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Assembling Home Gym a Real Workout
No one is going to mistake me for Arnold Schwarzenegger. For one thing, I’m not fool enough to be governor of California, a state has proven innumerable times to be ungovernable. Also, I am not exactly built like ol’ Arnie, all bulging biceps and chiseled chest.
But I have dreams.
No, not about trying to herd cats, also known as working with a legislature. I mean about getting all muscled up, or at least as muscled up as one can get at my advanced years.
It is toward this end that I recently spent the better part of three days putting together a large, expensive and rather intimidating home gym in my garage.
Oh, I should probably mention that it was during the heat wave, when temperatures outside the garage were in the mid-90s. And no, the garage is not air conditioned.
Now, when I call this machine intimidating I am not exaggerating. It came in seven boxes, big ones. And heavy. Just moving them from the delivery truck to the garage added two inches to my upper arms.
Inside the boxes were confusing pieces of iron which, when assembled, would create one of the world’s finest home gyms. However, they were accompanied by instructions that went beyond confusing to inscrutable. One look at them had me wondering why I didn’t just get a Richard Simmons DVD instead.
When did it become too much work for people to write instructions? Who decided that instead of put-this-here, put-that-there, tighten-the-bolt-instructions, we could do just as well with exploded drawings of the object to be assembled, accompanied by a note that said – I am not kidding – to be sure to do things in the right order, or the pieces wouldn’t fit properly?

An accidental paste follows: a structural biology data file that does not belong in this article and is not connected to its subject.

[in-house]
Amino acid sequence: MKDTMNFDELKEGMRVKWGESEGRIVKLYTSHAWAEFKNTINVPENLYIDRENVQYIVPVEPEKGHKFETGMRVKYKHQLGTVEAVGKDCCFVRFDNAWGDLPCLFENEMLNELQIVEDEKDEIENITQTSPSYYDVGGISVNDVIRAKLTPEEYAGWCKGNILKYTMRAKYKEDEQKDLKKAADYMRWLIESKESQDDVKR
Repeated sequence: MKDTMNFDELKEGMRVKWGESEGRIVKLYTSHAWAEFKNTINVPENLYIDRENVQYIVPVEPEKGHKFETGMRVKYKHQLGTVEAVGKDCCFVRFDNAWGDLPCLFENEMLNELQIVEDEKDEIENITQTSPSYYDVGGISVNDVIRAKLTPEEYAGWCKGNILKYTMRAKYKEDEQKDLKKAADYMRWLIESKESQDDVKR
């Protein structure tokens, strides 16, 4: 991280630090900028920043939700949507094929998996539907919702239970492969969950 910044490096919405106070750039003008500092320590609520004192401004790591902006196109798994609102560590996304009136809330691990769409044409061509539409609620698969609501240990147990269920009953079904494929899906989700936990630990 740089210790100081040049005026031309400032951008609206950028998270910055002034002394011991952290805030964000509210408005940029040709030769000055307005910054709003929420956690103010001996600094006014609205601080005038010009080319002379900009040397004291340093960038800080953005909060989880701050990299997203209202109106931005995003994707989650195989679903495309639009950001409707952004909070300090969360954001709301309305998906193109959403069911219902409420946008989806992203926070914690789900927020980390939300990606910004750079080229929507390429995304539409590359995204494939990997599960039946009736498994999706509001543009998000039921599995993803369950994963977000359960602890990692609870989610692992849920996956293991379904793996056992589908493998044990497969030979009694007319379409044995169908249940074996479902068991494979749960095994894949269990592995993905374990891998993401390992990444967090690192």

Let’s recap. In essence, I was being told to put things together in the right order, but that I would have to figure out for myself what the right order would be. Evidently, they’re real jokesters at the home gym factory.
To make things even more entertaining, each box contained about 4,374 St. Anthony Pieces. That’s the name I give for the little doohickeys that are guaranteed to jump out of your hand and roll under a workbench or down a drain. I call them St. Anthony Pieces because I always find myself reciting the prayer to St. Anthony of Padua: “St. Anthony, St. Anthony, please come down, something’s lost and can’t be found.”
How many times did I recite the prayer? Let’s just say that for a while I had St. Anthony on speed dial. And as far as I know, he’s still out there looking for a couple of washers and a four-inch stove bolt.
What I’m trying to say is it wasn’t easy. What with the heat, and the goofy directions, and occasional attacks of “Holy Moley, how am I going to pay for this thing?” it probably took me three times as long to build my gym as it would have taken a normal person. I think. If I ever meet a normal person I’ll ask.
But nothing worth having comes easy, and I know my gym is worth having. I know I’ll feel better and, I hope, look better because of it. If I ever start using the thing, that is. Right now I’m resting. Building a gym is quite a workout. Like governing California.
© 2010 Mike Redmond. All Rights Reserved.
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